Jon Davis, a conservative thought leader on Quora, shares his thoughts about the 'Muslim ban': https://www.quora.com/What-do-Trump-supporters-think-about-the-current-restrictions-on-U-S-visas/answer/Jon-Davis-10?srid=zh1s&share=ded0efb5
I actually don't agree with quite a fair points raised here, but regardless with whether we agree with the arguments Jon Davis raised, I think there are a few important things we can learn:
1) The situation is significantly more complex than what we may imagine it to be. The average person knows so little but has such a loud voice. Take the little you know, imagine it being alot more complicated. It's probably more complicated than that. For me, I reached a point where I don't really want to comment on other side anymore because I realise just how little I know.
2) The picture painted by the liberal media and the 'lies' that Trump and his administration put out are the same tactics isn't it. They discredit each other, make the other look like complete fools, create distrust. The net effect is that Trump supporters become greater Trump supporters. Those against him become stronger in being against him. Those who are trying to figure out what is really going on give up because they don't know what's real anymore.
3) Even if we disagree strongly with Trump voters, it is not wise to dismiss them and simply label them as bigots/whatever. Just like how there are intellectuals with good solid arguments on the liberal side, there are the same on the conservative side. Like mentioned, I don't agree with some of the arguments Jon Davis raised, but they're definitely thought through and I can understand why someone would stand by it.
4) Similarly, as much as Trump supporters are sometimes regarded as sheep who simply listen to Trump's 'lies', the truth is that there are plenty of liberal 'sheep' as well who don't actually know anything but buy in to the rhetoric of the liberal media and online voice. I remember reading an article about how political humour in Singapore is a manifestation of dissent, someone needs to write a paper on how internet memes influence public opinion.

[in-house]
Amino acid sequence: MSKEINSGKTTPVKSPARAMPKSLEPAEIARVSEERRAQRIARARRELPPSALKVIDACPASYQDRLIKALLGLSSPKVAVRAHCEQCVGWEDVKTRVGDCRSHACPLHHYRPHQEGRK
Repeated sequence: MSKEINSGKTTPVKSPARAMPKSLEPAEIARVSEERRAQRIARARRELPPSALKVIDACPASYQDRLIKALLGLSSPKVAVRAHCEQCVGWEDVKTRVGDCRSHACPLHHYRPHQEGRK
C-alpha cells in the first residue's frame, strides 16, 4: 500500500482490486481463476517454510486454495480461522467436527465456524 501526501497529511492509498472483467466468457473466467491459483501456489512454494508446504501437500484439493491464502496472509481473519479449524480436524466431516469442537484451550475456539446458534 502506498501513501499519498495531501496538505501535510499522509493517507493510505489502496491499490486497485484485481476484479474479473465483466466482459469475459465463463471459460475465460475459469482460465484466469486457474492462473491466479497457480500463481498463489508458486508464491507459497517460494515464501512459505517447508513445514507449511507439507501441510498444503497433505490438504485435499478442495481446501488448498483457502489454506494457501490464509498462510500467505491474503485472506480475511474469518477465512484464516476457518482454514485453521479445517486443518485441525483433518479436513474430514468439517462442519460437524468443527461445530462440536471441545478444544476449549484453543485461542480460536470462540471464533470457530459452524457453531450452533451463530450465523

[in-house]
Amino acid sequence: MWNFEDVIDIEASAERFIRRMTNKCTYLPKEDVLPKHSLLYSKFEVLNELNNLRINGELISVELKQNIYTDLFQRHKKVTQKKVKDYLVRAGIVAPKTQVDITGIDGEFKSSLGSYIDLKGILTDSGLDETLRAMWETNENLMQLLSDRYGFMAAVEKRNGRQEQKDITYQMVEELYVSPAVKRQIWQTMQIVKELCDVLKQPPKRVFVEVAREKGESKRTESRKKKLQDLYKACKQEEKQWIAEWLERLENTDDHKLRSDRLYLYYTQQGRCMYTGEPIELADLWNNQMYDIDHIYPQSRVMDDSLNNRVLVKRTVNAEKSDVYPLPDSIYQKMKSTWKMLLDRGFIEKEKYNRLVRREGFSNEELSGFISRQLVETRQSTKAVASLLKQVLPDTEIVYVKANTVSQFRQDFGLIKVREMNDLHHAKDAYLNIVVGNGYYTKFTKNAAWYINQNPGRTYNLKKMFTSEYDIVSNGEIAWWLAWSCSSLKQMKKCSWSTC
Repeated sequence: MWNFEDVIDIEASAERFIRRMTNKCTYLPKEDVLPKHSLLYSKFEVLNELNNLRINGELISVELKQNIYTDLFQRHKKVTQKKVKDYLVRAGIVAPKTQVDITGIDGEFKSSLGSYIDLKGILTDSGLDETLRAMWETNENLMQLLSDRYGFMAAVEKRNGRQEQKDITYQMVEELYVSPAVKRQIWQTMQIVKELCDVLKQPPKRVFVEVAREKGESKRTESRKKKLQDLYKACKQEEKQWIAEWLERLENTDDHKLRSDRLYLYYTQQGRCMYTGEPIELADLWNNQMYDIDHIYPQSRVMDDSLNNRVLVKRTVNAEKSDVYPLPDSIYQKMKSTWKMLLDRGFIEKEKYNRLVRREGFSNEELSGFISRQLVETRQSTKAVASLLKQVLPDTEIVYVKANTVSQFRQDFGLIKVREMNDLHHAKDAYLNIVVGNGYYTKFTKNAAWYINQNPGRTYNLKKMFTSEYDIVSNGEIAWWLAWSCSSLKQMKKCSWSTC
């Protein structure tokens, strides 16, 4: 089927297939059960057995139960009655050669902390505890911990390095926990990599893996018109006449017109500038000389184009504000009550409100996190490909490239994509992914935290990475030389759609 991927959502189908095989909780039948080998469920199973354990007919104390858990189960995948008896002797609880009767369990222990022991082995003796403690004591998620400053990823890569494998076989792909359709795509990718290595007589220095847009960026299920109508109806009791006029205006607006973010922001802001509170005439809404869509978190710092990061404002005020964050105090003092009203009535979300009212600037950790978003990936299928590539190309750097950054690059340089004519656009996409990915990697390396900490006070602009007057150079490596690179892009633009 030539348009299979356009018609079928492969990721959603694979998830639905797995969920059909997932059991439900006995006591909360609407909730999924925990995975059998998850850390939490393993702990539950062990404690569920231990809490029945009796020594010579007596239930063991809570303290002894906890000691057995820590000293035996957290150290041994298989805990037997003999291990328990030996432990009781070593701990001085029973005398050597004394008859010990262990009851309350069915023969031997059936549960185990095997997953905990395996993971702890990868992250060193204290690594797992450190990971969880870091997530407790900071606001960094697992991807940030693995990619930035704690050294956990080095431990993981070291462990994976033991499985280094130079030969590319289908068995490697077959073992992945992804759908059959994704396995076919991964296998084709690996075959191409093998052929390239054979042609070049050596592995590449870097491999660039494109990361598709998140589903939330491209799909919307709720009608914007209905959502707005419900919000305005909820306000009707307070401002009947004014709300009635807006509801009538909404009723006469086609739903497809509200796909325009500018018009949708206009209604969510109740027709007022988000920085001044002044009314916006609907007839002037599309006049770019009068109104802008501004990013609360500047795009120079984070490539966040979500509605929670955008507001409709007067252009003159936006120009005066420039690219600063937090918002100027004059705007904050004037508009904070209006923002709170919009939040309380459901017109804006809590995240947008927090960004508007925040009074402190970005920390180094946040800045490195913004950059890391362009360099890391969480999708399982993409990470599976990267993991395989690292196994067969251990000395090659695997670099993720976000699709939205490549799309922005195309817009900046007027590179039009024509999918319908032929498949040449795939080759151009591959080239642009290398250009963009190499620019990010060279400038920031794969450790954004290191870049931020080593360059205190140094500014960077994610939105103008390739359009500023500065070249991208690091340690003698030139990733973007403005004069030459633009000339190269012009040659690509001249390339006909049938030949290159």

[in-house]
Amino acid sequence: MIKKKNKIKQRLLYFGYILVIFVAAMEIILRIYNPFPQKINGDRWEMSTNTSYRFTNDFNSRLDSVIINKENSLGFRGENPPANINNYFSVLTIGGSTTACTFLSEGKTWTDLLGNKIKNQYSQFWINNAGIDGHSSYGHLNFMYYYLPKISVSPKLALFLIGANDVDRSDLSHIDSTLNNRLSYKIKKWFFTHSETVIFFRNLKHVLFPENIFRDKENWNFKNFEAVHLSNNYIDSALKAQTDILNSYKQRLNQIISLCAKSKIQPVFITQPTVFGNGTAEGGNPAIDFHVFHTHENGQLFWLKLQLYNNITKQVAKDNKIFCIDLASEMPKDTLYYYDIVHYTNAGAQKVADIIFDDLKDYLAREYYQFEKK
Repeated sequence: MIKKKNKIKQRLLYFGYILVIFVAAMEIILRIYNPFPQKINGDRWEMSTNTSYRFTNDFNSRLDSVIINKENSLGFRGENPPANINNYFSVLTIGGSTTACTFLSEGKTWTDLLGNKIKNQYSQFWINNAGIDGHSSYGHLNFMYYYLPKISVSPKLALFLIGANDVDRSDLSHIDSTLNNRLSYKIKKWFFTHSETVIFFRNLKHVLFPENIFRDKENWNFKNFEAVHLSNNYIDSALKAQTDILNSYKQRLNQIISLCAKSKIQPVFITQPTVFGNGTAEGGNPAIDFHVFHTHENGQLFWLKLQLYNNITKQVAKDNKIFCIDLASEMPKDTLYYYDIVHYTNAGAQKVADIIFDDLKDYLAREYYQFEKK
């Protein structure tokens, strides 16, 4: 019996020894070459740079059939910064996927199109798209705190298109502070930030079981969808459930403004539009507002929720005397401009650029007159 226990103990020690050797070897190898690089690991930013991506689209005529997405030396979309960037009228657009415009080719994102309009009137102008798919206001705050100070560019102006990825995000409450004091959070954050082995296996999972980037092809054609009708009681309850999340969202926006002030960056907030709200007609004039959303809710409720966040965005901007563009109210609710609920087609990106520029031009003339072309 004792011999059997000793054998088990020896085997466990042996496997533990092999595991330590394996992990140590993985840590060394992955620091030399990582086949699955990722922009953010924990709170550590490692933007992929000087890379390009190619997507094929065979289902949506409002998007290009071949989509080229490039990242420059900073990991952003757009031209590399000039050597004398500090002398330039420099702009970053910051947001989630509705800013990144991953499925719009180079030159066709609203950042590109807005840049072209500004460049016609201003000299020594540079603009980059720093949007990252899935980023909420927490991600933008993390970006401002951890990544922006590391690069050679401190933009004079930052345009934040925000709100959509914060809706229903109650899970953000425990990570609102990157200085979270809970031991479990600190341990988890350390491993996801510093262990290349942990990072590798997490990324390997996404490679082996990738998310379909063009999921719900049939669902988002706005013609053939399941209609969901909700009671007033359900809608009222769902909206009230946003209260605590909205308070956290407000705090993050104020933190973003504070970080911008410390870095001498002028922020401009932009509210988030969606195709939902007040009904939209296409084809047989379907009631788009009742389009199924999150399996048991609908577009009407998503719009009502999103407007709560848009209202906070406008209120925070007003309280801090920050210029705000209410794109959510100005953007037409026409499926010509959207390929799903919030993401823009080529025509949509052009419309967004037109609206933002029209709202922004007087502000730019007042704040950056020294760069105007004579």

5) I think it's fair to say that Trump's policy is indeed rather isolationist and not all that good for the rest of the world. Perhaps we may argue that the US as 'the leader of the free world' has a duty to the rest of the world as well, but we're not the US. Whether it is ultimately beneficial to US itself to adopt this policy is something that may not be all that clear cut (remember that benefits are not just economic benefits, but social and other factors as well).
6) What does suck, at the end of the day, is that US is in the mess. This is irregardless of whether Trump is right or wrong, but rather in terms of how divisive the nation is now. Bloomberg commented that Sally Yates, the attorney general who got fired for telling staff to not defend the order, should not have done it. If she really could not bring herself to do it, she should resign instead of rebelling. Her duty is to enforce the order, not bring in her own opinion and politicize it. I think that is a valid argument. Nothing will be functioning if everyone in power starts to do whatever they want.
Recently had also read these:
On how the 'Muslim ban' is part of a negotiation technique Trump has always used: http://blog.dilbert.com/post/156532225711/the-persuasion-filter-and-immigration
How Trump's electing winning strategy is based on big data: https://motherboard.vice.com/en_us/article/big-data-cambridge-analytica-brexit-trump
The first was interesting and makes alot of sense. Actions that look blatantly crazy may well be a well thought out strategy.
The second is scary. I am fascinated with big data. I know how powerful big data is when it comes to consumer insights and it's ability to shape marketing decisions, down to the smallest detail. Take that power and apply it to politics though, and it suddenly becomes something really scary. I don't know how reliable this article is and how much impact big data really had on Brexit and Trump's victory, but I have no doubt that big data is capable of doing just that.
So how deep does the rabbit hole go?
From a scale of 'he's really batshit crazy' to' all according to keikaku', how much of this was Trump's strategy?
How about other global players? Saudi Arabia, Russia, how much hand did they have in shaping the world to become the way it is today?
At this point, I'm glad I'm just a random dude in Singapore who can't do much anyway. If I were in the position to influence many lives, I don't know what I would do.
Well, let's end this on a happier note. I know memes are powerful liberal rhetoric, but spicy memes are hilarious regardless heh.